These medications need not be avoided at all costs but reasonable judgment should be exercised. Medications that cause only temporary unsteadiness (for example, meclizine), may still be used in some situations. Medications that are ototoxic (such as gentamicin) may still be useful in cases of bilateral vestibulopathy when there is no reasonable alternative, or when the damage done is already so extensive that no more damage is possible.
How Might Bilateral Vestibulopathy Affect My Life?
This is a condition that realistically often causes some permanent disability. In patients with gentamicin-induced ototoxicity, the symptoms generally peak at three months from the last dose of gentamicin. In the long run however, (five years), most patients become substantially better. There are multiple reasons why people get better. First, there is evidence that the damaged vestibular hair cells in the inner ear can regenerate, although the extent to which this occurs and the degree to which they are functional is not presently clear (Staecker et al., 2011; Forge et al, 1993)). Some recovery presumably occurs because marginal hair cells recover, because the brain rewires itself to adapt to the new situation (plasticity), and because people change the way they do things to adjust to their situation.
One can predict prognosis based on the amount of damage done initially, modified by other factors such as age and other medical problems. Gillespie and Minor (1999) reported that recovery is related to various factors, including severity of lesion. In our experience, rotatory chair testing done at six months following onset (or later) helps to establish prognosis by dividing individuals into three categories. Individuals with mild abnormalities on rotatory testing, are nearly always subjectively normal at one year. Individuals with moderate vestibular loss are usually able to continue to work productively, with some modifications in their behavior. For example, most people with moderate or severe loss never return to driving at night. In situations where there is complete or near-complete loss of vestibular function, vision and balance usually remain impaired permanently; however, most individuals do return to work, especially if their job does not require good head/eye coordination or balance. Frequently, job modification or accommodation occurs.
While balance is poorer than normal, with normal vision and sensation in the feet and ankles present, most patients with bilateral loss appear, at least on casual inspection, to have a normal gait. Falls are more frequent in persons with bilateral vestibulopathy (Herdman et al, 2000). Reading is generally more difficult than for persons with normal vestibular systems, but quite feasible, as the head can be steadied during reading. Many people with bilateral vestibulopathy complain of a mild confusion or “brain fog,” which is attributed to the increased attention needed to maintain balance and vision. This reduces the amount of attention that is available for other thinking tasks.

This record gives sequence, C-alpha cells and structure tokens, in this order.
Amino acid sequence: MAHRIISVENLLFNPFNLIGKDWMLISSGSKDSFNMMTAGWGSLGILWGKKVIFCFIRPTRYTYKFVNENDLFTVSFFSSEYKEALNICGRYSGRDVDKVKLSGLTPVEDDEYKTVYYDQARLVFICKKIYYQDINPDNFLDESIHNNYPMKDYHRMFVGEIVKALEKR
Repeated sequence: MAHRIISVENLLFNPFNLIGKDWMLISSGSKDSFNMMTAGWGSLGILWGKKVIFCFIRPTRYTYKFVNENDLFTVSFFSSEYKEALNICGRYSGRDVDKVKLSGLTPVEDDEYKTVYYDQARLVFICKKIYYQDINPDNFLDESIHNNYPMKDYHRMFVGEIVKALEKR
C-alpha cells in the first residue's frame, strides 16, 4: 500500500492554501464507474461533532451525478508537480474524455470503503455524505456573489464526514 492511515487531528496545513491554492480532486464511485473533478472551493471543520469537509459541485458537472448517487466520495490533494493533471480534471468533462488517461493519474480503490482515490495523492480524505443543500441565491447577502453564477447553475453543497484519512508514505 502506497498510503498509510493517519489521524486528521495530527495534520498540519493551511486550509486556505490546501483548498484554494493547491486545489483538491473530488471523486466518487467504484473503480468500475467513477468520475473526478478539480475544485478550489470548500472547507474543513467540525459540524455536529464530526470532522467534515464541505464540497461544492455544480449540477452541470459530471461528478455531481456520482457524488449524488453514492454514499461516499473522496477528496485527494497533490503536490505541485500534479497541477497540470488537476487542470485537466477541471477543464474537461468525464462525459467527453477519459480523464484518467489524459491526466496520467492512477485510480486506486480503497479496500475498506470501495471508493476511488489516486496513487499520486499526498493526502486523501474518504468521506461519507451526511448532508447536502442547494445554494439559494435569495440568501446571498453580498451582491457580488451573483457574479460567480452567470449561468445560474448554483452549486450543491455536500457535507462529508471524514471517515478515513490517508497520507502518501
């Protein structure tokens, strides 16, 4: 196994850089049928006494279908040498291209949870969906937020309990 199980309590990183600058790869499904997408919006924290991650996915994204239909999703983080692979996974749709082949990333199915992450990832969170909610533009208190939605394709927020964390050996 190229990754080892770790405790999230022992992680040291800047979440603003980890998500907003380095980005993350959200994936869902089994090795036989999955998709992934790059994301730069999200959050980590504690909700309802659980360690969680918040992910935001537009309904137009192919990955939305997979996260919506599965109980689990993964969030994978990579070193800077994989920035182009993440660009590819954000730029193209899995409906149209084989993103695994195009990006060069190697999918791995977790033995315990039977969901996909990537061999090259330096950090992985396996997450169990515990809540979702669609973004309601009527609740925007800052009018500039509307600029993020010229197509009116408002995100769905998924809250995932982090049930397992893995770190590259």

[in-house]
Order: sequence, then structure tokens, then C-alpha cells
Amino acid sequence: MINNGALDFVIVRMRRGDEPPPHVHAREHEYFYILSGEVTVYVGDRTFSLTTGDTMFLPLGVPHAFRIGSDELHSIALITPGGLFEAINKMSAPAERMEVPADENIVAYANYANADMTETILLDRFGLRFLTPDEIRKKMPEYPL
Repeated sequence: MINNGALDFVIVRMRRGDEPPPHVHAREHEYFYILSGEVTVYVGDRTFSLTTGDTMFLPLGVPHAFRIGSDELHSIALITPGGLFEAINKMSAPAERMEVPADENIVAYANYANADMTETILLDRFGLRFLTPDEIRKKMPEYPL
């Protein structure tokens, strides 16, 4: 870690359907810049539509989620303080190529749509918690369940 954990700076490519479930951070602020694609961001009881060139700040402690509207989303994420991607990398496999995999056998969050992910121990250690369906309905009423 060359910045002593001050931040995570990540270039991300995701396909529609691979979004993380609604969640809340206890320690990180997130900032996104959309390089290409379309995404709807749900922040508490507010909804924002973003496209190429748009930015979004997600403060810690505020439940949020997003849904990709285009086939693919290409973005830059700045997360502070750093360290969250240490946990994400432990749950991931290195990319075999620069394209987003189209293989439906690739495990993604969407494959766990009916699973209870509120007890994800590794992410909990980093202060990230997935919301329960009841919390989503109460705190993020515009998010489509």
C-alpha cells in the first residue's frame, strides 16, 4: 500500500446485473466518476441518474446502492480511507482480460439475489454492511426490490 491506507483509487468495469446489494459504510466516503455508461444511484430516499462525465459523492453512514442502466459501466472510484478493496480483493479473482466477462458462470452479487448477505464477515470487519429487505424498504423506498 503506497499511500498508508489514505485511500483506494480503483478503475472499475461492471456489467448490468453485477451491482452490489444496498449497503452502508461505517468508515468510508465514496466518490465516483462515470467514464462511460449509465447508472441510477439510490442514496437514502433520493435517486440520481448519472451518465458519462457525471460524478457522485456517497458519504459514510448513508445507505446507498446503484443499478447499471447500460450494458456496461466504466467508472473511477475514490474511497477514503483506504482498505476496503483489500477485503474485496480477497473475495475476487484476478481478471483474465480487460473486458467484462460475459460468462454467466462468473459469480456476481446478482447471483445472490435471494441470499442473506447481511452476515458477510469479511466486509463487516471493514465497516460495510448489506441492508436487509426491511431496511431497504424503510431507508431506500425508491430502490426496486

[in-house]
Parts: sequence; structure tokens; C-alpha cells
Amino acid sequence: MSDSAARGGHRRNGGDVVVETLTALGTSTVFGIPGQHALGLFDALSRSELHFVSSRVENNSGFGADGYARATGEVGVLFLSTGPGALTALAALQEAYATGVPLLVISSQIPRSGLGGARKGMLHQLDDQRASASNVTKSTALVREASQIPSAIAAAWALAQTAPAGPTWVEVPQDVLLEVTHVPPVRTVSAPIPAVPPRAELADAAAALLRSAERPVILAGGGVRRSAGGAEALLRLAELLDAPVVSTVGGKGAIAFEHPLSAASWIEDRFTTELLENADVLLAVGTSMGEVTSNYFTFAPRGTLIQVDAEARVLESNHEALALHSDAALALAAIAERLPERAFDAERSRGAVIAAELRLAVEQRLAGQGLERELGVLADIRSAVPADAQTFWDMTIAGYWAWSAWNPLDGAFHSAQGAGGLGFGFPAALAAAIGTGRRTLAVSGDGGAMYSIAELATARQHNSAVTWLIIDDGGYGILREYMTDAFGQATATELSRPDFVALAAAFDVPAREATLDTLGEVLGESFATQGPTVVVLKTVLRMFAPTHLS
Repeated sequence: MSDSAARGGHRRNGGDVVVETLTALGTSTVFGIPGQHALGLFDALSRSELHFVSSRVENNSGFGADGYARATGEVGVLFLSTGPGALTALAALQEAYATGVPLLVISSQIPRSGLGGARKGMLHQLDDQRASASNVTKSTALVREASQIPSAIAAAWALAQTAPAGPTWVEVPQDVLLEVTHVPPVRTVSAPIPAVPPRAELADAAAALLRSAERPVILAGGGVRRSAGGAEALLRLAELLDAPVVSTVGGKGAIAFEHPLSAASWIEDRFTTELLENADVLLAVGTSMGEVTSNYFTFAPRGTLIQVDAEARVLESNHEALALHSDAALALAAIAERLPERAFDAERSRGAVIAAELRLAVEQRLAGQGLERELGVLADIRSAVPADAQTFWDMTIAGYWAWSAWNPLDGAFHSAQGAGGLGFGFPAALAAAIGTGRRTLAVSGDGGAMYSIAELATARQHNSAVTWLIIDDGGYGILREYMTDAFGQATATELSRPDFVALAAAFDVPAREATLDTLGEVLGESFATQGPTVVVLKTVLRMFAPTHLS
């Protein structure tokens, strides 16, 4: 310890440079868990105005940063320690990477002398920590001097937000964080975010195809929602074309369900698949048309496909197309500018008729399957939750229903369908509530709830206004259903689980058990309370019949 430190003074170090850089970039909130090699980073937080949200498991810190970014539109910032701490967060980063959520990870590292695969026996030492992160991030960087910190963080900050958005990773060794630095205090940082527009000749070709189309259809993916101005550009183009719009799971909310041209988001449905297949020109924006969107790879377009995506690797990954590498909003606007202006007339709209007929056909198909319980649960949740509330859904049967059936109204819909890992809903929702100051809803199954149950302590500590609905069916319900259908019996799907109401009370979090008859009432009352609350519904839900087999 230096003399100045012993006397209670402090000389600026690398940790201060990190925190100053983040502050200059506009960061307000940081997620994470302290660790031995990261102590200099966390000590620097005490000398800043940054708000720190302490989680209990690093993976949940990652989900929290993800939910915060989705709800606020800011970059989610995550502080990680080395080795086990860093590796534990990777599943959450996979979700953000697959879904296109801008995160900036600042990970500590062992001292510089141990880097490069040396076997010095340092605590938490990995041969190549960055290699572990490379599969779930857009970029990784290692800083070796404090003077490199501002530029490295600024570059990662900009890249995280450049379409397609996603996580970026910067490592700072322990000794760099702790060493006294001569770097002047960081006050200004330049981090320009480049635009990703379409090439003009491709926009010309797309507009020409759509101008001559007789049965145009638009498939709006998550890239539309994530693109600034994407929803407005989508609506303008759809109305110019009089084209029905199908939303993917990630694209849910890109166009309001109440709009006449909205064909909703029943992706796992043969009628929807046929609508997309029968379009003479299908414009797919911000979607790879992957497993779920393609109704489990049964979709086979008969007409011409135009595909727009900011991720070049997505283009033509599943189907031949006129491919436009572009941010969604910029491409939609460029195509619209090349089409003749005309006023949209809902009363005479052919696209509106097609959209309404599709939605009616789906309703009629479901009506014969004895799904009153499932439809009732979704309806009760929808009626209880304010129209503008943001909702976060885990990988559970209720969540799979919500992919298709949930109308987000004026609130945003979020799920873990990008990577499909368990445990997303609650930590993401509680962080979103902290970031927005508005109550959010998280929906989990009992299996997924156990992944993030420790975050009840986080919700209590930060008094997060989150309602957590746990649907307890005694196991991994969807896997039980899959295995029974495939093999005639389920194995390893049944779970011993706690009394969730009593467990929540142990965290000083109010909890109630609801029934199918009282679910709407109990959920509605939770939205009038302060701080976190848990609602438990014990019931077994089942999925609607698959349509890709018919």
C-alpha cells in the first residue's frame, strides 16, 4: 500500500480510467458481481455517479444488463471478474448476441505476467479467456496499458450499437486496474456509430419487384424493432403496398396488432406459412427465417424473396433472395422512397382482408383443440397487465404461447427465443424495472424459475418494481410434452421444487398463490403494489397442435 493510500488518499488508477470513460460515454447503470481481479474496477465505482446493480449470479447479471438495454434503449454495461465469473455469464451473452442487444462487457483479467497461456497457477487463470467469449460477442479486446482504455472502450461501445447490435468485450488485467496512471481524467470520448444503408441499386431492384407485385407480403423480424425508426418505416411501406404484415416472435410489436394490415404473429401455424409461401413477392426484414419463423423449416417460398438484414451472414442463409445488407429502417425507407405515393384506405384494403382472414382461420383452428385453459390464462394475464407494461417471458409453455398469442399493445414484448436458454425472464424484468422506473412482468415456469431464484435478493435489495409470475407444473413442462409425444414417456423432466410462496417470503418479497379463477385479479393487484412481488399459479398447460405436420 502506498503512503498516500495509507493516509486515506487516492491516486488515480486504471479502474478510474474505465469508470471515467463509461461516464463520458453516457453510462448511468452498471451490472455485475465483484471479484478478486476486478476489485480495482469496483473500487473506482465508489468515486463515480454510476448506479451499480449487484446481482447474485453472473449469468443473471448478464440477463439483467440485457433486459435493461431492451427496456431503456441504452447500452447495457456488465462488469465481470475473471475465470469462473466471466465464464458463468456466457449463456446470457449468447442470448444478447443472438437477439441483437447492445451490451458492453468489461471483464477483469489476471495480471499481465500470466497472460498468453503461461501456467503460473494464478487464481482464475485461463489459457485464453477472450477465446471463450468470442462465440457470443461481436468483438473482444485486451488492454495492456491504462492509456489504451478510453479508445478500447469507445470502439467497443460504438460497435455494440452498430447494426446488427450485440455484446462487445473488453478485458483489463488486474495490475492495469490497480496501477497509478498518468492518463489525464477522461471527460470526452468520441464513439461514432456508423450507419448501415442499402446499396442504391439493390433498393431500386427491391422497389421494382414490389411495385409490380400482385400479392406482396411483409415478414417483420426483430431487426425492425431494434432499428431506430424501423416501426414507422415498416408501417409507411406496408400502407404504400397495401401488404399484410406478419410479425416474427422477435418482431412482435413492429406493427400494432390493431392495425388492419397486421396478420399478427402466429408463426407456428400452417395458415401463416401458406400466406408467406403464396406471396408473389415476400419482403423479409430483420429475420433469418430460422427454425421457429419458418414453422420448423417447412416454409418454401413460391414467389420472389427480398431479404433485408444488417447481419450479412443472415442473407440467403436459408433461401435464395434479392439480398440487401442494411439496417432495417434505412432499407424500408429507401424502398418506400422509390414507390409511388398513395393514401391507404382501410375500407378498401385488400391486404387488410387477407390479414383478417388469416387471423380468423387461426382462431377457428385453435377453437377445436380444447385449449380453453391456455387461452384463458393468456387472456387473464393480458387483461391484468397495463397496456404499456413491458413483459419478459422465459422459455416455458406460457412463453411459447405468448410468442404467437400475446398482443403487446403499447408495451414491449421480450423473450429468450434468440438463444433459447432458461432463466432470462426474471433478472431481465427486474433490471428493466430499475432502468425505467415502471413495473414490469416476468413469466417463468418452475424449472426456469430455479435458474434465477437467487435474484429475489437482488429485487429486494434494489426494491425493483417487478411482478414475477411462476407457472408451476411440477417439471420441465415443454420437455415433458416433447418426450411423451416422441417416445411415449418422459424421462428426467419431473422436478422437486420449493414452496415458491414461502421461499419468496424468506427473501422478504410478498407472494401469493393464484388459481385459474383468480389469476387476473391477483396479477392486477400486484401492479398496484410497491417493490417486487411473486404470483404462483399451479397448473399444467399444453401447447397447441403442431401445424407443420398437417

While crutches, canes, walkers and wheelchairs may be necessary in the first three months, these appliances are rarely needed by one year. After 20 years, most patients have returned to near-normal for their age. To some extent this return to “normal” is related to the aging of the patient’s peers, since vestibular function normally declines with age. Other aspects of recovery involve use of other senses such as neck position sensors (the COR or cervico-ocular reflex), vision, and compensation through prediction.
You will want to change your life style to adjust to your reduced balance, and inability to see when your head is in motion. You will want to take precautions to avoid falls. You may need to change your occupation if your present one requires good balance, and an ability to see while the head is in motion. For example, it would not be safe to continue as a truck driver, construction worker, or a roofer if you developed a significant bilateral vestibulopathy. A job where you work at a desk is usually a good choice.
Research Studies in Bilateral Vestibulopathy
Considerable research is ongoing regarding bilateral vestibulopathy. Presently, Vestibular implants have, have shown promise for restoring function and a feasibility study for treatment in humans with Meniere’s Disease has begun (Rubinstein et al., 2012) Mechanisms to stimulate regeneration of hair cells within the inner ear are also currently being developed. Methods of preventing loss through protective agents and predicting susceptibility to gentamicin through genetic testing are also currently hot topics.
Help with research efforts is much needed to speed progress in this disorder. You may wish to volunteer to be a research subject, to contribute funds for research efforts aimed at treating or preventing ototoxicity, or to contribute your inner ear in the event of your death. As of 2012, donations of the inner ear of individuals with gentamicin toxicity are sorely needed by the National Temporal Bone Bank as no usable specimens presently exist in the collection.
Considerable research is ongoing regarding bilateral vestibulopathy. Presently, efforts are ongoing to develop a vestibular prosthesis (ARO abstracts 743-747, 2001) as well as mechanisms to stimulate regeneration of hair cells within the inner ear. Both of these projects seem likely to be successful within 10 years. Methods of preventing loss through protective agents and predicting susceptibility to gentamicin through genetic testing are also currently hot topics.
Help with research efforts is much needed to speed progress in this disorder. You may wish to volunteer to be a research subject, to contribute funds for research efforts aimed at treating or preventing ototoxicity, or to contribute your
inner ear in the event of your death. As of 2001, donations of the inner ear of individuals with gentamicin toxicity are sorely needed by the National Temporal Bone Bank as no usable specimens presently exist in the collection (Tsuji et al, 1999).
At the American Hearing Research Foundation (AHRF), we have funded basic research on bilateral vestibulopathy in the past, and are very interested in funding additional research on bilateral vestibulopathy in the future. We are particularly interested in projects that might lead to prevention of ototoxicity in those who are exposed to aminoglycosides. Learn more about donating to American Hearing Research Foundation (AHRF).
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- Johns Hopkins
- Lynn Brown, Gentamicin support group (email@example.com)
- VEDA’s bilateral loss page
- Recent references related to Ototoxicity